These days it’s very common for a feature-length film to be based off previously-released material. Television shows, comic books and even other movies serve as a template for “new” entertainment. This wasn’t so commonplace back in 1997 when we were treated to a big screen adaption of The Saint. Roger Moore, best-known for his role as James Bond, had made the character famous in the television show of the 1960’s and the stories of Simon Templar made their debut in the books of the 1920’s (they ran through the 1980’s). So in the late 90’s we had this, Val Kilmer and Elisabeth Shue both in their prime. Were there two more attractive lead actors? Doubtful. I remember seeing the film in college and enjoying it. And it’s one that I still watch with some regularity. The film was fairly successful at the box office, pulling in $60 million domestically (not bad in 1997 dollars). Nevertheless, let’s get started.
We meet John Rossi as a child. He was raised in an orphanage and renames himself after his heroes, the. Templar Knights. After witnessing a tragedy that haunts him even as an adult, he uses the skills acquired as a child to sell to the highest bidder. Now named Simon Templar (Val Kilmer) has the ability to change his appearance and name on a whim and endeavors to reach a comfortable amount of money ($50 million) in order to retire securely. It’s with his “one last job” with a Russian billionaire, Ivan Tretiak (Rade Serbedzija) that proves to be his most difficult. Templar is hired to steal a formula for clean, inexpensive energy called Cold Fusion. It was developed by a scientist, Emma Russell (Elisabeth Shue). Simon finds Emma not to be what he expected and it’s not before long that she falls into the hands of Tretiak. Will Simon be able to save her as well as Cold Fusion?
The draw in this movie is Kilmer. That’s it. While Elisabeth Shue is certainly a competent actress, this is essentially a showcase for Kilmer’s acting abilities. And he carries the film. Much has been said about Kilmer’s antics on and off the screen, but if you can put those aside – he really is a talented performer. He’s become a lot more grounded in recent years since, well, we all tend to mellow with age, no? Watching The Saint again made me realize how much I enjoyed the film. Oddly, it’s a lot like the previous year’s Mission: Impossible in that the lead often goes through different disguises trying to obtain a seemingly unobtainable item/object. Obviously, time has favored the latter but if this sort of movie is your thing, you could do a lot worse.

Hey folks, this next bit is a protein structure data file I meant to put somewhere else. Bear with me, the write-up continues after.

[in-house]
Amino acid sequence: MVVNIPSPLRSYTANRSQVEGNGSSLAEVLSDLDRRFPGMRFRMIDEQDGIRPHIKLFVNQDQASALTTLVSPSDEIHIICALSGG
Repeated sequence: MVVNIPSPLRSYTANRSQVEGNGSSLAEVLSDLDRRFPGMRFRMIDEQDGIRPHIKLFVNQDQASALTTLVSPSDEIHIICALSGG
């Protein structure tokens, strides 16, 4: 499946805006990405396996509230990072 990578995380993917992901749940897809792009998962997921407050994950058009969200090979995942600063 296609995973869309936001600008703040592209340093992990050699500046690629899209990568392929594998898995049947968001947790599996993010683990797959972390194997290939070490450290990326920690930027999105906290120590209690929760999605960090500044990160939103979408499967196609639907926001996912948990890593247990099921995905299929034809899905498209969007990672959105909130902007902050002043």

Video: How’s it look?
As I mentioned above, it’s hard to believe that an A-list film like this is just now seeing its Blu-ray debut. Nevertheless, was it worth the wait? In a word…no. But I’ll explain. Paramount’s 2.39:1 AVC HD image is by no means “bad”, it just could have been a lot better. This didn’t really receive any special treatment from the studio, rather it was finally pushed out with a slew of other “new to the format” movies. That said, the image does appear better than the previously-released DVD. Contrast is a bit better, edge enhancement is still slightly present on a few scenes and colors tend to have a bit more pop. It’s a decent transfer, but one that with the right amount of studio support and/or restoration, could have really knocked it out of the park.
Audio: How’s it sound?
The lossless Dolby TrueHD mix is certainly a few steps above the Dolby Digital 5.1 mix found on the DVD, but again – this isn’t anything mind-blowingly good. Vocals are sharp and crisp, surrounds are used often and with good effect and I’d forgotten how much I loved Graeme Revell’s score (which is a re-imagined version of the original Saint theme). Gunfire, car chases and the like all sound good. I give this a higher mark than the video, as it really is a pretty ambitious mix. Viewers should be satisfied.
Supplements: What are the extras?
Audio Commentary – The disc’s lone supplement is this audio commentary from director Phillip Noyce. And yes, it’s the same one found on the DVD so don’t get your hopes up for a brand new track. Noyce covers all the basics about the film, the adaption, working with Shue and Kilmer and the like. The real kicker is that he actually mentions the director’s cut with the alternate ending on the track! This is something that’s been absent from all the U.S. versions of the film (though it does exist in other regions). Go figure.
The Bottom Line
I’ve always enjoyed this film. I saw it in college and it’s one that I watch every few years. Kilmer is in his prime as is the lovely Elisabeth Shue. Yes, maybe it’s a bit predictable and more of a showcase for Kilmer’s abilities, but it’s what makes the film work. While it’s nice to have this on Blu-ray after all these years, it’s a bit of a letdown. The image and audio look decent, but the lack of a restoration and any new/additional features make it a bit ho hum. Fans will be able to pick this up for a steal, but maybe this will fall into the hands of another studio that will give it some love.